A relatively short public portion of last Monday’s regular Pelham Town council meeting wasn’t without bizarre theatrics after political allies Bob Hildebrandt, Lisa Haun and Marianne Stewart failed in an attempt to block a unanimous Finance and Audit Committee recommendation that accounting giant Deloitte be retained as the Town’s auditor.

With council running up against its 9:30 PM curfew after an earlier closed special meeting went long, Treasurer Teresa Quinlin had prioritized the item due to time sensitivity.

Instead, Hildebrandt took what would normally be a straightforward piece of Town business in a unexpected direction by accusing Deloitte —a multinational firm with 335,000 global employees — of a conflict of interest.

“They’re involved in audits and being the actual accounting firm on these different positions,” Hildebrandt said, appearing to read from a prepared text. “I believe this conflict allowed the information to approve Town of Pelham financial documents without another public entity having approved final statements. They did not declare this in their disclosure statement on the Town of Pelham final audit committee minutes. They’re compromised in my view, therefore I will not approve them as auditors.”

Hildebrandt would not elaborate further, nor provide any other details about what exactly he was referring to.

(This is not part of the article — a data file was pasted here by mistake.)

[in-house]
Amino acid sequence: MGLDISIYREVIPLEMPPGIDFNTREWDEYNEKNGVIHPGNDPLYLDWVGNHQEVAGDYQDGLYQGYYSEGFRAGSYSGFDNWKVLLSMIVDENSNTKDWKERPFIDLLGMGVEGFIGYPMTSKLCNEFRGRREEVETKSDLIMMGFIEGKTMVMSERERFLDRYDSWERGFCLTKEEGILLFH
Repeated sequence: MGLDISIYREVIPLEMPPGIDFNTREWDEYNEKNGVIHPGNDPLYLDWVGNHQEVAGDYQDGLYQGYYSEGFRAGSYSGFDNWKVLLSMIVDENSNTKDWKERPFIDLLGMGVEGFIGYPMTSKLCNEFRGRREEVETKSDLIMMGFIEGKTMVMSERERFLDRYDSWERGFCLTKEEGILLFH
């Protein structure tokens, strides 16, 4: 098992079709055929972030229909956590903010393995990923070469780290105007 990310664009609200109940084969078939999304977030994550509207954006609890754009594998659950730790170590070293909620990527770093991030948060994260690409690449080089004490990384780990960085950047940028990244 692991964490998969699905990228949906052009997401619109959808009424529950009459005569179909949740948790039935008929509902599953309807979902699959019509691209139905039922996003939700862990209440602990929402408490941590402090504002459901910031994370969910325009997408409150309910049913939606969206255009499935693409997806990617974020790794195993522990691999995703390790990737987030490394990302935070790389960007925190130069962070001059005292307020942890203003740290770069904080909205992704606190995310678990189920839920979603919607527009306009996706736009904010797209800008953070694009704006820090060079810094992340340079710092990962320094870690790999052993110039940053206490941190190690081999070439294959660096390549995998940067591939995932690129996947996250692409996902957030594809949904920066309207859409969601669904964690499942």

Haun then used the opportunity to plug competing accounting firm MNP, whom she said she dealt with through her work on the airport board.

“They were head and shoulders a lot less expensive,” Haun said of the Calgary-based company.

“They found a lot of errors … that were made by Deloitte.”

Quinlin debunked that, and said the Finance and Audit Committee “studied in depth” the matter.

“[Deloitte] scored the highest in the evaluation side, and their price was the lowest out of all of [the tenders],” she said. Quinlin then said she had no idea what Hildebrandt was referring to.

I don’t know what the conflict of interest is that you’re describing, Councillor Hildebrandt. This is the first time I’ve heard of this.

“I don’t know what the conflict of interest is that you’re describing, Councillor Hildebrandt. This is the first time I’ve heard of this.”

Hildebrandt remained silent.

Not silent was Hildebrandt and Haun ally Marianne Stewart, who chimed in, “I’m not prepared to vote in favour of Deloitte at this time.”

However, frequent bloc ally Ron Kore — who also sits on the Finance and Audit Committee, alongside Ward 1’s Wayne Olson, Ward 2’s John Wink, and two chartered accountants — refused to back the attempt after Stewart and Haun moved a motion to defer the matter.

After the motion failed, Town Clerk Holly Willford made note of the time of 9:29 PM and asked if an extension of curfew was needed.

“We’ve got one minute,” Mayor Marvin Junkin said, urging the vote. With that, Kore, Wink, Olson and Junkin put the issue to bed by endorsing Deloitte, with Hildebrandt, Haun and Stewart voting against.

Transit talk

The only other matter council really had time for was an updated presentation from the Region regarding Niagara’s controversial Transit Governance Study. Director Matt Robinson tried to allay fears that Pelham would be an afterthought in an integrated regional transit network, reporting that board composition would include 15 representatives — each with their own vote — from all Niagara municipalities.